V, respectively.

be much different between the quantum and classical


cases. Our results therefore indicate that for accurate
estimation of the current in nano-scale SB-MOSFETs,
the quantum mechanical consideration is necessary.
Figure 6 shows the threshold voltage for various channel lengths and doping concentrations. Notice that, due
to the presence of the Schottky barrier in SB-MOSFETs,

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Journal of the Korean Physical Society, Vol. 45, December 2004

sion layer of SB-MOSFETs by solving the Poisson and


Schr
odinger equations self-consistently. We have found
that the quantum mechanical calculations led to a thinner Schottky barrier, compared to classical calculations,
which indicates that the quantum mechanical consideration is necessary for accurate estimation of the current in
nano-scale SB-MOSFETs. We have also found that the
threshold voltage for channel inversion first decreases as
the channel length shortens, but, contrary to conventional MOSFETs, it increases rapidly when the channel
length becomes shorter than about 30 nm.
Fig. 5. Conduction-band energy at the oxide-channel interface along the lateral (x) direction for NA = 1018 cm3 .
See caption of Fig. 3 for simulation parameters. Dotted lines
are results from classical calculations, and solid lines from
quantum calculations. From the top, Vg = 1.5 and 2.0 V,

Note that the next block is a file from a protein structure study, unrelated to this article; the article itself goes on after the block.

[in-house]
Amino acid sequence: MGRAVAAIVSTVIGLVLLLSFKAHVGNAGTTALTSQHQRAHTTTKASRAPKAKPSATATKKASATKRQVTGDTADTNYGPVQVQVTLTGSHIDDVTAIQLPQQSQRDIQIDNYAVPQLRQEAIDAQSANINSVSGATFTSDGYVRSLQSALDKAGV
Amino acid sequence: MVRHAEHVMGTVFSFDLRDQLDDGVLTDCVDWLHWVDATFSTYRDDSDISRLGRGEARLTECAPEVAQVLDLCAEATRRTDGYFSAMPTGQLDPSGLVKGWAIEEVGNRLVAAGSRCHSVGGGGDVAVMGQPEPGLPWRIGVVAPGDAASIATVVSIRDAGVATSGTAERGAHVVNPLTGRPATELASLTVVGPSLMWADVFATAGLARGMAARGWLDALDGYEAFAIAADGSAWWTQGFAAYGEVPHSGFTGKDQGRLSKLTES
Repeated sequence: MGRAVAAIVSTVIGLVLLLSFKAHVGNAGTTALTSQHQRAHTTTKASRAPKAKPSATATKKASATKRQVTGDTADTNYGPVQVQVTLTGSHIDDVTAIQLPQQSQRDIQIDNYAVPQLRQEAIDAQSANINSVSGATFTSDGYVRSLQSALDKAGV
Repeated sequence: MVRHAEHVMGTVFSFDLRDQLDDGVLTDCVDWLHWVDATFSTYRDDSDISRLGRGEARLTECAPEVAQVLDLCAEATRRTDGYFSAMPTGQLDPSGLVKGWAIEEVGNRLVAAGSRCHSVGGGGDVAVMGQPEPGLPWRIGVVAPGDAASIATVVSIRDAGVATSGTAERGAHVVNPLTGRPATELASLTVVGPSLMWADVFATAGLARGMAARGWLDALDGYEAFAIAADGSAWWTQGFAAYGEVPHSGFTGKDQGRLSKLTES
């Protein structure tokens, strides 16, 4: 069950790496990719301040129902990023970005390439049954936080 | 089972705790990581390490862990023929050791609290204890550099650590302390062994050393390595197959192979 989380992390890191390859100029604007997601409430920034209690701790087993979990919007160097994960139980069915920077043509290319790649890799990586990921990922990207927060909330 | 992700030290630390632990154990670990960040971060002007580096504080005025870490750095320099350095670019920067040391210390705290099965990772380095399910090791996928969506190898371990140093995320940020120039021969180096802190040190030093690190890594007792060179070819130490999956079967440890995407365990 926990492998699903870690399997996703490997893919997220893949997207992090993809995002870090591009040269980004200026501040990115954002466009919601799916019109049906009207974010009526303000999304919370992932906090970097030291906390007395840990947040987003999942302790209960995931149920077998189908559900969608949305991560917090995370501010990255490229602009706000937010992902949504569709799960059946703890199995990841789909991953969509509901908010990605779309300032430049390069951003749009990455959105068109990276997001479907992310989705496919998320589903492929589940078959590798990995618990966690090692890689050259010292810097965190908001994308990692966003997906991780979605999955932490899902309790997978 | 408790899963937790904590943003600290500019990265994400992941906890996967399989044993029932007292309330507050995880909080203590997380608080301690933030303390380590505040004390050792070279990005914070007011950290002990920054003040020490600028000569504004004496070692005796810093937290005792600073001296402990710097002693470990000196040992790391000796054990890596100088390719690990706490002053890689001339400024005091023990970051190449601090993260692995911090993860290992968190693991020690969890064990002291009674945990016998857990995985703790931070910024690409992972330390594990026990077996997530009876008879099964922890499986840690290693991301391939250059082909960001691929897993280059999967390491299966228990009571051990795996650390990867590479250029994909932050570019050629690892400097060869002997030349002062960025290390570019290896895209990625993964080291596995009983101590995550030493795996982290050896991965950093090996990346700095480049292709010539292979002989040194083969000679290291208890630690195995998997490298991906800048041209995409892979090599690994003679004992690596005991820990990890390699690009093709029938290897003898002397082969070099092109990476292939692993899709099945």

respectively.

ACKNOWLEDGMENTS

This work has been supported by the Ministry of Information and Communications, Korea.

REFERENCES

Fig. 6. Dependence of threshold gate voltages on the channel length, for NA = (a) 1015 , (b) 1017 , and (c) 1018 cm3 ,
respectively.

the threshold voltage for source-drain conduction can be


different from that for channel inversion, while the two
are the same in conventional MOSFETs. The threshold
voltage for channel inversion is shown in Figure 6. In
sharp contrast to conventional MOSFETs, the threshold
voltage first decreases as the channel length decreases,
followed by rapid increase as the channel length further
decreases. We attribute this effect to the constant builtin potential of the source and drain contacts. For shorter
channel lengths, it becomes harder for the gate voltage
to overcome the built-in potentials clipped at both the
contacts. To verify the threshold voltage behavior, solution of the transport equation coupled with the Poisson
and the Schrodinger equations or using an approximated
method [15] is needed.

IV. CONCLUSION
We have investigated the equilibrium charge distribution and the conduction energy bending in the inver-